War of the Rebellion: Serial 028 Page 0365 Chapter XXXI. CORRESPONDENCE, ETC. - UNION.

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Brigadier General LORENZO THOMAS,

Adjutant-General, U. S. Army:

GENERAL: The reduced condition of the old regiments,and the futinty of dependence upon the recruiting service for the replenishing of their ranks, points to the necessity of earnest endeavor to collect all the absent officers and men belonging to these organizations. I am aware that this subject has already occupied the attention of the War Department; but I am now more especially alluding to the class of absentees employed on extra duty in the hospital and other staff departments of the Army, who are the most valuable of the absentees (for many absent men are runaways), and who can be sent to their regiments now without difficulty, inasmuch as their places can be readily supplied from new troops. I am now getting together stragglers and convalescents from hospitals, and if I could get extra-duty men also, a very considerable addition would be made the the diminished ranks of the old regiments.

In order to carry this into effect, I respectfully suggest that an order be issued fixing a time, say the 15th of October, when all hospital attendants and other extra-duty men shall be relieved and sent to the convalescent camp at Alexandria, in depot, from which they can be drawn and sent to their regiments as soon as a sufficient number have accumulated to justify the sending for them. The order should prohibit any officer retaining a soldier of the old regiments without the consent of the War Department or of the commander of the army or department to which the soldier belongs.

I suggest that every hospital and staff office be inspected within the month of October, by, if necessary, scores of officers detailed for the purpose, to ferret out the old soldiers hidden away therein. Such an inspection would produce more fruit in one week than the recruiting service can the three months.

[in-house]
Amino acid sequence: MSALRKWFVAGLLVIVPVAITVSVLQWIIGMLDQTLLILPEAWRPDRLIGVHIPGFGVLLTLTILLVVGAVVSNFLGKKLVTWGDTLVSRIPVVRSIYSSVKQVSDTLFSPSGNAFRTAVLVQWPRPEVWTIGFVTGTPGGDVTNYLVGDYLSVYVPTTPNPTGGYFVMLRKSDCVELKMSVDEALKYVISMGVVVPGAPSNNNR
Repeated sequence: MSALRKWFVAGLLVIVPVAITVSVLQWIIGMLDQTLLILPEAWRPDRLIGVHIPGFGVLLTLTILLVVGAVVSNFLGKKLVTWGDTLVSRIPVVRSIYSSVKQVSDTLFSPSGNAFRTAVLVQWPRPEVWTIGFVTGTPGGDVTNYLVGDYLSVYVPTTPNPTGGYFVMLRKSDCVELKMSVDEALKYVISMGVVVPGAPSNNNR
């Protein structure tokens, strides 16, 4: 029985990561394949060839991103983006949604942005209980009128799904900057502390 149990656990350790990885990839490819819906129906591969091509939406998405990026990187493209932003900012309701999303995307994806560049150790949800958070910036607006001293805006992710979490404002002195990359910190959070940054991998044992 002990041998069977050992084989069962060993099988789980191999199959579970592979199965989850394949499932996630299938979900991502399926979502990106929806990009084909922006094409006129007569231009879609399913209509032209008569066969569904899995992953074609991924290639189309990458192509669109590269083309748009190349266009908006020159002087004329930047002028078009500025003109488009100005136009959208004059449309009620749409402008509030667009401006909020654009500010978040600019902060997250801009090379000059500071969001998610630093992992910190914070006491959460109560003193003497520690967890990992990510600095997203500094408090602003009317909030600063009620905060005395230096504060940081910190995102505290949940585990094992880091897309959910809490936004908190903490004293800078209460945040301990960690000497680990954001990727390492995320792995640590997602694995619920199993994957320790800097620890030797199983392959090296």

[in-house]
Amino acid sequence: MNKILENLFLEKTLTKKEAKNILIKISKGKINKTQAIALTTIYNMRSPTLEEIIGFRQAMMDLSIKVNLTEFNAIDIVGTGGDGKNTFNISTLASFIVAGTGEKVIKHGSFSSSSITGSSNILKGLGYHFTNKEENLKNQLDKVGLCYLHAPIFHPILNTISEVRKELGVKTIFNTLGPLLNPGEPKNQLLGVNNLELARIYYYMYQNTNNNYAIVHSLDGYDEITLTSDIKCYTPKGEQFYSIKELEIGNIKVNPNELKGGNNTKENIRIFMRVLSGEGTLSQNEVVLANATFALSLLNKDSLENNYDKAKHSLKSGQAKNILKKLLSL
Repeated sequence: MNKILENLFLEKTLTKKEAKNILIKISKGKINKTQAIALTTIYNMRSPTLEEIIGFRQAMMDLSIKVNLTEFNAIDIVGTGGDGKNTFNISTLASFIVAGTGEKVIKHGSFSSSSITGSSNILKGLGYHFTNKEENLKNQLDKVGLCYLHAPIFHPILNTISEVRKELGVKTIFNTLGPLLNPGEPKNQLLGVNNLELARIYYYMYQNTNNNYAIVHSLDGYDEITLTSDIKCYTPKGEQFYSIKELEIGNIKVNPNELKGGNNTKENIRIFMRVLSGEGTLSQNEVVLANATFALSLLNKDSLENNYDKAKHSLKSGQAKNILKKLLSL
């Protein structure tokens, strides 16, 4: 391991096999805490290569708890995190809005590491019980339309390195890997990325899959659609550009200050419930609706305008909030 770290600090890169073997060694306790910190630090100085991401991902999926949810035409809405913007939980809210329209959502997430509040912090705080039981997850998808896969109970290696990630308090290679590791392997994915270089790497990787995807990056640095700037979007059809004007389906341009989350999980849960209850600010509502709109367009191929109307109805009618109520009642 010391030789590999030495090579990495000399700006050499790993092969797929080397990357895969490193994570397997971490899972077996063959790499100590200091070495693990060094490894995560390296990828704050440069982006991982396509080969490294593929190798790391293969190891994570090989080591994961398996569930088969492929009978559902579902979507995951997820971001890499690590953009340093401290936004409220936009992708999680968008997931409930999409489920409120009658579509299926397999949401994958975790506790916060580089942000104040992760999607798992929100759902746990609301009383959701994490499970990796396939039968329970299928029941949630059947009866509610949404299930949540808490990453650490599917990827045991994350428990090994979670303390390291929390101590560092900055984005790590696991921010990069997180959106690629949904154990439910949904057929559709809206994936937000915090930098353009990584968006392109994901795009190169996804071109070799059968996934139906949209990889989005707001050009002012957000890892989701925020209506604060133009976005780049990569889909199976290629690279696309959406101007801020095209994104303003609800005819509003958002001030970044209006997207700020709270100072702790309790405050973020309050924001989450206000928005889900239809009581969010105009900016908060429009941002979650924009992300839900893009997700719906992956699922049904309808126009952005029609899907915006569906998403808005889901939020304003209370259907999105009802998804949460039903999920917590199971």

And, finally, I suggest to the War Department the employment of the deputy provost-marshall throughout the North, more particularly in the arrest of deserters. Convalescent soldiers leave hospitals, and have done so for the past year, and return home habitually. It is the experience of every army commander that not more than a tenth of the soldiers who are left behind sick every rejoin. A regiment here, which has been employed pretty much during the whole year as depot guard, has had in the course of the year some 500 sick sent to hospitals in the rear. Of these it has received back some 15 or 20. The stragglers, too, are numerous in every division of the army; many of these desert. The States of the North are flooded with deserters, absentees, &c. One corps of this army has 13,000 and odd men present and 15,000 and odd absent; of this 15,000; 8,000 probably are at work at home, deserters. They can be secured and returned, and I beg that the fullest exercise of the power of the Government may be devoted, if necessary, to the accomplishment of this end. It will have the happiest result in swelling the ranks of the old regiments, and in preventing their future reduction.

I am, general, very respectfully, your obedient servant,


Major-General, Commanding.

P. S.-Since writing the above, General Orders, No. 140, of September 24, 1862, has come to my notice. The Department has, therefore, anticipated my suggestions with regard to the employment of deputy provost-marshals.